LACC’s flagship publication, Hemisphere, features articles from academics around the world who study Latin America and the Caribbean. Issues revolve around a central topic of contemporary relevance in the Americas, with an emphasis on the social sciences. Each issue includes feature articles, reports, book reviews, a photo essay and a bibliographic update. Hemisphere is designed to serve as a forum for new scholarship on Latin American and Caribbean issues.
Volume 21 Asia and Latin America: A Pacific Connection? View issue >
Co-edited by Cristina Eguizabal, Director, LACC, FIU and Ariel Armony, Director, Center for Latin American Studies, UM, this issue examines partnerships being established, negotiated and consolidated between Latin America and Asia. Articles remind us of long-standing existing relationships between the two regions, but also discuss evolving ties and new dynamics that will likely influence interactions for years to come. The issue provides readers with a glimpse of the complexities that are shaping an important connection that the world is watching.
Volume 20 Energy Challenges in Latin America View issue >
Co-edited by Peter Hakim, President Emeritus, Inter-American Dialogue and Genaro Arriagada, Non-Resident Senior Fellow, Inter-American Dialogue, this issue examines energy as a priority issue for nearly all Latin American and Caribbean countries and considers its impact on regional integration and both foreign and domestic policy. Articles present opportunities and challenges facing the region, as well as recommendations for addressing the energy issue in Latin America in a strategic, constructive and effective manner.
Volume 19 Religion in Latin America View issue >
This issue, edited by LACC Director of Research and Colombian Studies Institute Director, Ana Maria Bidegain, presents today’s Latin American and Caribbean religious landscape through different lenses: country profiles (Brazil, Mexico, and Colombia); sub-regional monographs (River Plate and the Caribbean); vignettes on the evolution of particular religious denominations (Christian, Islamic, and Judaic), communities (indige- nous Pentecostals) and practices (New World African religion). The feature article, authored by leading US expert on Latin American religion, Daniel Levine, examines the relationship between religion and politics in the region after thirty years of democratic rule. Different perspectives are represented: from the North and South of the Americas, as well as Europe.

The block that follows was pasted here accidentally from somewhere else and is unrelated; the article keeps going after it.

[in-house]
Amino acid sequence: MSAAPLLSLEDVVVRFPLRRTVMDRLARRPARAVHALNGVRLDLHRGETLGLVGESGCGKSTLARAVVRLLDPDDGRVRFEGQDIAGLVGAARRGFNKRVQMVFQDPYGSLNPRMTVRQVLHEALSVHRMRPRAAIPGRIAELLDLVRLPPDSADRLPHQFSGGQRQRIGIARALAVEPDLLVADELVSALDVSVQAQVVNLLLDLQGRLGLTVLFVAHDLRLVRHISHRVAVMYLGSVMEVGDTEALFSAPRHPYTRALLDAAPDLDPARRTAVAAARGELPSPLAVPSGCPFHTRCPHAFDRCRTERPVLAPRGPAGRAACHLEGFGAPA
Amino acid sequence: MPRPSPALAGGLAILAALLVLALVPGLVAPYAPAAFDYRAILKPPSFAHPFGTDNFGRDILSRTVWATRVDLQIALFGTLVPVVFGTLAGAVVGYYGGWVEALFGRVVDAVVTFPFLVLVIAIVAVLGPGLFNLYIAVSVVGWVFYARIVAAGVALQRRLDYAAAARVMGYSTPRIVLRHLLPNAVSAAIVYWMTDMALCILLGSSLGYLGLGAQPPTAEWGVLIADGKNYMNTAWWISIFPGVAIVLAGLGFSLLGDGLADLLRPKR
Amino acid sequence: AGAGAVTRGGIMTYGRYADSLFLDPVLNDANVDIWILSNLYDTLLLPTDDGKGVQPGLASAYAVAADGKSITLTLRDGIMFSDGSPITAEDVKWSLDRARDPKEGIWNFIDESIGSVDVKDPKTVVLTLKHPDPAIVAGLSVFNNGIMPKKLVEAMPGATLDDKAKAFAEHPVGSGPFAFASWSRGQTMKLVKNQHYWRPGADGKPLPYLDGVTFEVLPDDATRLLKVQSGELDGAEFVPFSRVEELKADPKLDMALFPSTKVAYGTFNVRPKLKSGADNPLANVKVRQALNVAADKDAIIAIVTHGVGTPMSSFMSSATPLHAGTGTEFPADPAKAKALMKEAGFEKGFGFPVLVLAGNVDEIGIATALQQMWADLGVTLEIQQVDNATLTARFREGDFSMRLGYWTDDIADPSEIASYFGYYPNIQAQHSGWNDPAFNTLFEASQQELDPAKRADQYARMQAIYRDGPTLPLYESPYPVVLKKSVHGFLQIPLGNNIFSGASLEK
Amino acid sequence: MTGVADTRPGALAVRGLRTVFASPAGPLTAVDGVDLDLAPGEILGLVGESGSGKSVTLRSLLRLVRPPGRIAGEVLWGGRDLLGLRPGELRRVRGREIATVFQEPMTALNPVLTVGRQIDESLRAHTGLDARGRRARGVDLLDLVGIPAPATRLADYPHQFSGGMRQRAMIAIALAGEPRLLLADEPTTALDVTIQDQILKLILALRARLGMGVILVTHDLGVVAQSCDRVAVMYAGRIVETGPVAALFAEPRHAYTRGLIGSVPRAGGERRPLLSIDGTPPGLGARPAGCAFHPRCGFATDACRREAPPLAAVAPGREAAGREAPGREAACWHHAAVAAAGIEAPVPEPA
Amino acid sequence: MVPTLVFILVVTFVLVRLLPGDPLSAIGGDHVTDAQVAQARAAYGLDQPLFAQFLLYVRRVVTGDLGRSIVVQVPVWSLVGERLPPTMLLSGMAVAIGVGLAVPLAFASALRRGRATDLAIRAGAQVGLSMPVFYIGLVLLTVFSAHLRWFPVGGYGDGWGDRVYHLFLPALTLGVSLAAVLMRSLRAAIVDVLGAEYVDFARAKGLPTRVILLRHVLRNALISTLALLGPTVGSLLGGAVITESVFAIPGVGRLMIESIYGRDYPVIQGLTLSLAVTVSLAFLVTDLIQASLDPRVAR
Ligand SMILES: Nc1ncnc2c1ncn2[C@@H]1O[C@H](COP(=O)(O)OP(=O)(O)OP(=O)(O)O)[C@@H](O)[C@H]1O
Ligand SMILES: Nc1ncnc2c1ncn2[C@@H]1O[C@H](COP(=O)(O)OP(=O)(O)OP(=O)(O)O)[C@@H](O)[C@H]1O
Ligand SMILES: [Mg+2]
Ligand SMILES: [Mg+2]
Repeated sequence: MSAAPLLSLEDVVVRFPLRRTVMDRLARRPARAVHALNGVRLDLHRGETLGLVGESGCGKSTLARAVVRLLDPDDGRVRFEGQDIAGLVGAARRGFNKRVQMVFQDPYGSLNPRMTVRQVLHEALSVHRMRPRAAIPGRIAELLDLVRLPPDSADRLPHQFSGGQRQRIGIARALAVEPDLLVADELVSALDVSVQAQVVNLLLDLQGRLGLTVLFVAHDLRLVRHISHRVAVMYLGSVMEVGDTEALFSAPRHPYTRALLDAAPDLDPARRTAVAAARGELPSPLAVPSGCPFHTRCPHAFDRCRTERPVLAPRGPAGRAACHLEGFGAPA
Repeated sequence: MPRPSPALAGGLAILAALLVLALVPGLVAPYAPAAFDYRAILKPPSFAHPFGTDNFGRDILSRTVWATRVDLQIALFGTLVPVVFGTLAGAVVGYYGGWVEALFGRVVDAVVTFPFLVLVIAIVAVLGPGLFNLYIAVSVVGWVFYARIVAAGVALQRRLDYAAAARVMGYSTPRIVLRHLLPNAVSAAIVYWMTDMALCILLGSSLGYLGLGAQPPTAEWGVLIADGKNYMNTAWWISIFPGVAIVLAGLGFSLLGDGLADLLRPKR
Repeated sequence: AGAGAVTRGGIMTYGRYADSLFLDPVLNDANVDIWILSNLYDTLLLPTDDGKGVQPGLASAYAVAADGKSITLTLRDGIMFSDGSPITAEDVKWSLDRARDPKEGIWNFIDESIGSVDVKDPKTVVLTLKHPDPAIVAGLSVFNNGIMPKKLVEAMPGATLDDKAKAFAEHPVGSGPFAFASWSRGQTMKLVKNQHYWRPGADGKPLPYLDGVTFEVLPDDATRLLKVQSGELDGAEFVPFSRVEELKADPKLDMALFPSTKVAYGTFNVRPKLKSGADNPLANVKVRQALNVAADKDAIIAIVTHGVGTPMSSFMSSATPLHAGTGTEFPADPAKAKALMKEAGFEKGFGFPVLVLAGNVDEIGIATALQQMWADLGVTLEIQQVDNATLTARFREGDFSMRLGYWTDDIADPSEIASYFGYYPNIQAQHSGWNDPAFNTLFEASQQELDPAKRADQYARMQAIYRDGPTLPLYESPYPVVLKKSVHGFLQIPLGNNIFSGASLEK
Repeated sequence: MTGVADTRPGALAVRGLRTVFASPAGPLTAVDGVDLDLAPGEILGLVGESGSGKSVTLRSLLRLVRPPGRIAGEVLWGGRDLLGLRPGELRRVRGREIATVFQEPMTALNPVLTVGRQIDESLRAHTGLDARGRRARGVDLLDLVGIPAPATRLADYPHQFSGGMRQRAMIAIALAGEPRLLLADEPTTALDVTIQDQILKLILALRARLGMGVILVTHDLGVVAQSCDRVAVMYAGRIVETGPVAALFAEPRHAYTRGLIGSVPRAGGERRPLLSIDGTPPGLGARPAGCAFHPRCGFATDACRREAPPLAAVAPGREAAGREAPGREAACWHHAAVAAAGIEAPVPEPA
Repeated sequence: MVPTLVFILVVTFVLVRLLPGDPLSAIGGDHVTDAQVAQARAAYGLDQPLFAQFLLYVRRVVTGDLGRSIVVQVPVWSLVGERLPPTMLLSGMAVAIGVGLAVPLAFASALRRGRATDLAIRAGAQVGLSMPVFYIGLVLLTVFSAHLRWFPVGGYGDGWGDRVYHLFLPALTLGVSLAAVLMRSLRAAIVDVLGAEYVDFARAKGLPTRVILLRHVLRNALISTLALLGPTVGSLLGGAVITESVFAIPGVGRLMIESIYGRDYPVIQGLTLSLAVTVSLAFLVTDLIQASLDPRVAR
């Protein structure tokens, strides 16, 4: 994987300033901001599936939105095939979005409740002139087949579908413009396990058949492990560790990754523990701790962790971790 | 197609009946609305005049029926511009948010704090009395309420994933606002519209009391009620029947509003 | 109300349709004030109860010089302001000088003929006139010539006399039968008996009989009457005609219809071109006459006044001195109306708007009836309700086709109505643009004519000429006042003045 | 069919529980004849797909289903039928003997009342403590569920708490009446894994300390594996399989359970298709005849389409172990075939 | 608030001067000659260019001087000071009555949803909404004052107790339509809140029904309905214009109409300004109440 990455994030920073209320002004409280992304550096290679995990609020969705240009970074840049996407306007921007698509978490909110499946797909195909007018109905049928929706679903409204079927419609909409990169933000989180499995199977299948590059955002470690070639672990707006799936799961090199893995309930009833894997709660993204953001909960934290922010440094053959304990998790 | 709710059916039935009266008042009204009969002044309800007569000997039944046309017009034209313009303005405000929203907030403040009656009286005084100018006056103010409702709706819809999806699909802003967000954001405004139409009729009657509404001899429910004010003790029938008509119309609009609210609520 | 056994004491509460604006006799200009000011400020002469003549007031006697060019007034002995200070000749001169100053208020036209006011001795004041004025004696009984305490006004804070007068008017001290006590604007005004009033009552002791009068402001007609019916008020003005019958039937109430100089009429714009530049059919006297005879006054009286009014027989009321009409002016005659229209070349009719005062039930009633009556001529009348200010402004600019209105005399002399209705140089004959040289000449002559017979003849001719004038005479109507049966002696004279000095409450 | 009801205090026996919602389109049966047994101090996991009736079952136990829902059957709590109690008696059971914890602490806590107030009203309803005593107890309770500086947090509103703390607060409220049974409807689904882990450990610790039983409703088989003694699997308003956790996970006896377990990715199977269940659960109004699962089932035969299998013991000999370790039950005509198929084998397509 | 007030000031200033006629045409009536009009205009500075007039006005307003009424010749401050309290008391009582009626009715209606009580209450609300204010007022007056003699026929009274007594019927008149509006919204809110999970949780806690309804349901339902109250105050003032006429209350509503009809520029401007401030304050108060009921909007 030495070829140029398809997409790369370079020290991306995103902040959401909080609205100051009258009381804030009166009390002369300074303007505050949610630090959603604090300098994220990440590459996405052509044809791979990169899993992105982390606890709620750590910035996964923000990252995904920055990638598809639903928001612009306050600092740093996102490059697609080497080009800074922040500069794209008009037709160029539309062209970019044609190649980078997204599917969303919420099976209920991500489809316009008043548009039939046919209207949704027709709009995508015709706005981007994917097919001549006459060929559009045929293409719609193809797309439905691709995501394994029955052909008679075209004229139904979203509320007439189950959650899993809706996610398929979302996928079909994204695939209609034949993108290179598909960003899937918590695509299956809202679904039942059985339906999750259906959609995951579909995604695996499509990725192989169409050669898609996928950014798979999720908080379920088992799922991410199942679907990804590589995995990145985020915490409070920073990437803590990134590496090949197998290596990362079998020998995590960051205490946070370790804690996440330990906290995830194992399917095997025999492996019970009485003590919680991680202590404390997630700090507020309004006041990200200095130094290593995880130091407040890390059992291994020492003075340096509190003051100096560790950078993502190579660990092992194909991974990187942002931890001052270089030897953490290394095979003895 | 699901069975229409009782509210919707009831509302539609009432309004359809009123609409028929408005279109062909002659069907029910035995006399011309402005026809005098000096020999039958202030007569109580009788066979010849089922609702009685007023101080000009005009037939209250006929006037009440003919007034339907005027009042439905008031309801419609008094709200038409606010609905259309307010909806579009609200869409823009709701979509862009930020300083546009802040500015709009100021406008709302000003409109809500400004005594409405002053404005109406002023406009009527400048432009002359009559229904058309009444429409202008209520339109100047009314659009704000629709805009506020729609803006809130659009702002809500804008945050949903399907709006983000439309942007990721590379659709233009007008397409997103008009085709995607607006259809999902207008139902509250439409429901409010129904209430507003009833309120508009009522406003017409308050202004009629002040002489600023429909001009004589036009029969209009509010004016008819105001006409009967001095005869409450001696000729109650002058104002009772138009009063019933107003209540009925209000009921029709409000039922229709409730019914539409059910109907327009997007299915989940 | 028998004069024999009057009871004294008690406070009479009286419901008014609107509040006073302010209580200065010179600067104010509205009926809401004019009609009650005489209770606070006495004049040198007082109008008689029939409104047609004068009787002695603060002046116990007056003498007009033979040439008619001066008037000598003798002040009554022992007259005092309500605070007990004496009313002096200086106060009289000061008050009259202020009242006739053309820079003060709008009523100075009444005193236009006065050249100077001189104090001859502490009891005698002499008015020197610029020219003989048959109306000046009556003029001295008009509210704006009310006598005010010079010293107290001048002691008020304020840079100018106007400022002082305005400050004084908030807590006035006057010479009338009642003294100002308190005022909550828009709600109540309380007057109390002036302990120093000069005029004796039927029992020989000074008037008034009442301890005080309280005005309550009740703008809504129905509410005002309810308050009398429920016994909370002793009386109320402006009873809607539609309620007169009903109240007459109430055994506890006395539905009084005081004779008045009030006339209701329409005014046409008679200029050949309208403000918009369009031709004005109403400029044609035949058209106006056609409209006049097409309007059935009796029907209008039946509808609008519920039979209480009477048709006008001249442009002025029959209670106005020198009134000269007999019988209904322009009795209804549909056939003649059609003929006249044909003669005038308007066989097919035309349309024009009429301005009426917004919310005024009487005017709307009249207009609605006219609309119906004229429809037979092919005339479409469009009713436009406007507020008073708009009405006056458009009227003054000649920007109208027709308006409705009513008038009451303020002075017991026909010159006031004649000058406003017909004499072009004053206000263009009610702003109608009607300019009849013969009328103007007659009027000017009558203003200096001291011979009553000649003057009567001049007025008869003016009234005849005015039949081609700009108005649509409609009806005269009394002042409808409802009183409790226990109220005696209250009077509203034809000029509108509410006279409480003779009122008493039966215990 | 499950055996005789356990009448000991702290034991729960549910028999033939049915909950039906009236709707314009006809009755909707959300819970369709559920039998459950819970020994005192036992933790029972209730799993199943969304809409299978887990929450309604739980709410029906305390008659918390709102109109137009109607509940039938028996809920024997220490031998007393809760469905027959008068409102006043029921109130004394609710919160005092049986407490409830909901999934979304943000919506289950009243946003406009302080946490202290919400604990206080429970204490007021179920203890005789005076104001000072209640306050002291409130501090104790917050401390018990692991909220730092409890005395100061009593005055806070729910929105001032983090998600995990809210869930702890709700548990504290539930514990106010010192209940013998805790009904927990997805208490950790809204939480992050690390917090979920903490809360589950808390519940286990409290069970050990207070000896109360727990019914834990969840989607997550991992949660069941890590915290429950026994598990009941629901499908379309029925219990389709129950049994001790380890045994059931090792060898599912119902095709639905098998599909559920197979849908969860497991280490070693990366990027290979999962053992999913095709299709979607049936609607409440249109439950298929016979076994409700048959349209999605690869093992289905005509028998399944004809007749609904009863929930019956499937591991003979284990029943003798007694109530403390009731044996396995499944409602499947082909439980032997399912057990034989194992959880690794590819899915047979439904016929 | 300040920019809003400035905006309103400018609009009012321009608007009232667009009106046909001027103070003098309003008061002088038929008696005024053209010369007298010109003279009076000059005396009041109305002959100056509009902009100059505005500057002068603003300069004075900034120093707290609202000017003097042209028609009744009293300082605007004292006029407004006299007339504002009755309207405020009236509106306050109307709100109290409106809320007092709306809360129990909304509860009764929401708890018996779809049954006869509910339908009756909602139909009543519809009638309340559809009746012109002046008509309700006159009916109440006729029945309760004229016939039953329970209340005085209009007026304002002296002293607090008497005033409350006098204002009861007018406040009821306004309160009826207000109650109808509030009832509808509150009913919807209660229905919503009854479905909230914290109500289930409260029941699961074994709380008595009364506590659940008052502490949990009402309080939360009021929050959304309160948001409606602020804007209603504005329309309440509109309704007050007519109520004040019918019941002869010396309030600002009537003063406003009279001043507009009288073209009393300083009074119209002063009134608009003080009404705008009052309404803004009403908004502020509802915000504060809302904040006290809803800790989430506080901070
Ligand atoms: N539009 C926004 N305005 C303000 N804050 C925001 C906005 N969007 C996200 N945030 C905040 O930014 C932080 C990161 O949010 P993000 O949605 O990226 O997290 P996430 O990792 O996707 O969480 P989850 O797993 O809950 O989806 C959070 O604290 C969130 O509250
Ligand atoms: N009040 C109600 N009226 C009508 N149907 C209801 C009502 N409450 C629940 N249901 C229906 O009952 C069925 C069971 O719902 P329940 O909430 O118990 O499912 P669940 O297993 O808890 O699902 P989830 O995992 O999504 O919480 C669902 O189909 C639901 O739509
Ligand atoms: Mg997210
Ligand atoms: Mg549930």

Volume 18 Bolivia's Uncertain Future View issue >
Edited by former LACC Director, Eduardo Gamarra, this issue asked prominent Bolivian journalists and social scientists to critically analyze the first year and a half of Evo Morales’ government. Popularly elected in December 2005, Morales promised to conduct a revolution in democracy. In this collection of essays, the objective is to show a different view than the image of Morales as the Bolivian Nelson Mandela who freed his indigenous brethren from repression. The essays gathered here tell the story about how Bolivia’s first indigenous president has attempted to change Bolivia. These essays show that Morales’ first 18 months in office have been filled with promise, controversy, and conflict.
Volume 17 The New Old Cuba
Edited by former CRI Director, Damián Fernández, this edition of Hemisphere challenges the traditional perspective that Cuba is frozen in time, and examines how a new Cuba has emerged following the collapse of the Soviet Union, 15 years of the Special Period, and significant demographic changes. This new Cuba has become even clearer with the recent transfer of power to Raul Castro.
Volume 16 The Latin American Military in the New Millennium
Recognizing the importance of the military institution in Latin American politics and societies, guest editor and LACC faculty associate, Félix E. Martín, assembled this issue devoted entirely to the military and security in the new millennium. Contributors span an international group of civil-military, defense and security experts who examine the various aspects of the military institution with respect to its old and new missions, its internal composition, and its potential and actual impact on national, regional and international politics.